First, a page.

Your Brain On Fitness Part 1: Overcoming Comparison

On Site Coaching in Paoli - OPEX Upper Main Line

Overcoming Comparison

“Everyone has his or her unique power, it is our individual responsibility to find that power and use it in the service of ourselves and others” 

 

We live in an age where digital media, specifically social media platforms are primarily where we get our information, and its easy to allow what we see on those platforms get confused with reality.  Our own accomplishments too often become diluted by what we see on Facebook and Instagram, especially if we lack self confidence to begin with, or are too impressionable to keep in perspective that constant success, PR’s, luxurious lifestyles of the rich and “insta-famous” that typically display perfect abs, eating donuts on the regular, candid shots in really fashionable clothes while at coachella with your “crew” against pinterest approved background sunsets, as part of what seems like some endless hipster crusade to capture the best selfie while hiking the sierra nevada and drinking pour-over coffee at the summit of some mountain with your dog … can often leave us wondering how people (who must not have jobs right?) can live such fantastical lives? 

 

For most of these folks, its just that. Fantasy land. To be honest, it is impressive how creative we have become as a society (despite narcissism being at an all time historic high) and it is equally enjoyable that we have technology available to be creative and express ourselves through telling our stories on these platforms. I am a huge fan of social media. I am genuinely excited to see what the future holds on these platforms and connecting peoples passions for years to come.  This being said, it is vital that we keep a grip on distinguishing reality from fantasy, particularly when this establishment pertains to how we compare ourselves and our successes and failures to others. 

 

I hear it a lot within fitness. “Im not strong enough. Im not talented enough. I can’t do __________.” The question then becomes, WHY? Why do you feel this way? What are the external forces that cause this self doubt and depletion? Why not focus on the accomplishments and the progress you have made relative to 12 months prior? Why are we so fixated with focusing on what we can’t do—especially when it has no connection to what we actually want to accomplish, our personal values, or would be something we describe as necessary for our individual function in life?  Just because Rich Froning does Muscle Ups, doesn’t mean you will do one, or need to do one, ever. Accept it— and move on! Chances are, you already know thats the truth, and you can get a lot more happiness and fulfillment understanding and falling in love with what fitness means to YOU, rather than chasing someone else's aspirations.  These shortcomings can leave us feeling unworthy and deplete our emotional bank accounts so greatly over time that we forget why we even started with getting fit in the first place.  This is unsustainable for the client and can often be counter productive in the long term.  So what can we do to combat this de-valuation of self worth and constant comparison of ourselves to others achievements?  How can we defend against being constantly bombarded with the accomplishments of our peers? Consider the following:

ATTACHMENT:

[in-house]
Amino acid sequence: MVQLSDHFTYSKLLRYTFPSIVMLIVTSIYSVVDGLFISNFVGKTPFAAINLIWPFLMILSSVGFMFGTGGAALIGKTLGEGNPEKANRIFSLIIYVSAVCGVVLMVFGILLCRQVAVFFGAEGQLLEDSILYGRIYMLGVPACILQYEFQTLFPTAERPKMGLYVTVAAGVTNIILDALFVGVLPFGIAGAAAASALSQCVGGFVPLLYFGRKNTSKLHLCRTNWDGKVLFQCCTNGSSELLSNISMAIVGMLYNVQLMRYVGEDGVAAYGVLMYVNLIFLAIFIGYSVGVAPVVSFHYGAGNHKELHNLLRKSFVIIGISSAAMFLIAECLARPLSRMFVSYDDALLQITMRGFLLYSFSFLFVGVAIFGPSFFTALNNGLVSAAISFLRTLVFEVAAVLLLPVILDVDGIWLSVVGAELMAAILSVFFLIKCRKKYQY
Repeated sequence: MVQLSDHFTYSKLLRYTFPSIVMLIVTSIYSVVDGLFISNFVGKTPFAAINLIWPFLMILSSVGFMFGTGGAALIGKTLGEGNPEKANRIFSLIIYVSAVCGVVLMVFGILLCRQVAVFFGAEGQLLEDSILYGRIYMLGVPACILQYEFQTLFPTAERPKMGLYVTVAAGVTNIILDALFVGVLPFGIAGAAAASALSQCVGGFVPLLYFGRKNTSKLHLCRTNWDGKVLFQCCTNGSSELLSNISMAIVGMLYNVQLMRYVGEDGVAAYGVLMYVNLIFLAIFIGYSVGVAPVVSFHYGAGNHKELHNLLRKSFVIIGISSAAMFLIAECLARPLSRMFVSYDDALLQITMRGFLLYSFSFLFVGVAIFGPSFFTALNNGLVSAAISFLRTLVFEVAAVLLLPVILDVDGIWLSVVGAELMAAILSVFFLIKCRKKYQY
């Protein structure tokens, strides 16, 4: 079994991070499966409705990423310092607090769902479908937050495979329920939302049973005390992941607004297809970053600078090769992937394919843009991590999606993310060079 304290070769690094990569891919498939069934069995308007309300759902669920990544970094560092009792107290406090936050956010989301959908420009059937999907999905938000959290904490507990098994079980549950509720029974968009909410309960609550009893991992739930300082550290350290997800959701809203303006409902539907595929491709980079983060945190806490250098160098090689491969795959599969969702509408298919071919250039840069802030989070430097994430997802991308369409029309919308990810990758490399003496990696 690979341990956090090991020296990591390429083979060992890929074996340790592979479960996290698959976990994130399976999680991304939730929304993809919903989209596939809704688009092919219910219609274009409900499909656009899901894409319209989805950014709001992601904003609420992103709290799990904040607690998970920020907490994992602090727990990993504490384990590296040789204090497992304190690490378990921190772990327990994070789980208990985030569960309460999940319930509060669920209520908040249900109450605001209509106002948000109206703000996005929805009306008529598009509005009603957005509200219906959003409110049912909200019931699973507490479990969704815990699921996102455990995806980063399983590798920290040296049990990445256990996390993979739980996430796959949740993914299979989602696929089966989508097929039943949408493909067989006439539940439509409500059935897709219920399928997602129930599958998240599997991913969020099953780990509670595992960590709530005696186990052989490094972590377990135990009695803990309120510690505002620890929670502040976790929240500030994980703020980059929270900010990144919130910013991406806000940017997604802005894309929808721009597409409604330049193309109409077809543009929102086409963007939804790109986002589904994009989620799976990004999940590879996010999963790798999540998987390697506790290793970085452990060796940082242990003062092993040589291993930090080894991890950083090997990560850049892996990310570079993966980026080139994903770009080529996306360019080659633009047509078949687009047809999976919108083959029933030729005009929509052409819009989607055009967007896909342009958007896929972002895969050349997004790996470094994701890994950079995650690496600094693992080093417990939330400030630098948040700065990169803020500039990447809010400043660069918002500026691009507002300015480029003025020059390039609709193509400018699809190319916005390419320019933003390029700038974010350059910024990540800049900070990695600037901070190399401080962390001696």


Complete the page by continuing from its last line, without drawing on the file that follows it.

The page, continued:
You are Unique: Try seeing the world and everyone in it as individuals who share your short-comings but each of us us has unique abilities and strengths. Celebrate those. 

 

Find Value- Get aligned with the things in fitness and in life that you are most passionate about and pursue those things to the best of your ability. Don’t waste anymore time living up to someone else’s expectations, that you may have even made up in your head somewhere along the way. 

 

Align Value to Function, and Function to Action: Know why you do what you do. Structure your training, your goals, and your career around the value that you set behind what it is that you make a regular habit of doing.  Actions dictate priorities, not the other way around.

 

Once this is established, the last step is making sure you have a personal attachment to what the outcomes will be over time and how these outcomes will look exactly like “what you want” and will give you fulfillment regardless of what you see from others, and the outcomes will allow you to adapt and repeat the process over and over for the long haul. 

 

The only person you need to compare yourself to is the person you were yesterday.

 

Go Forth, 

 

Cody Loeffler 




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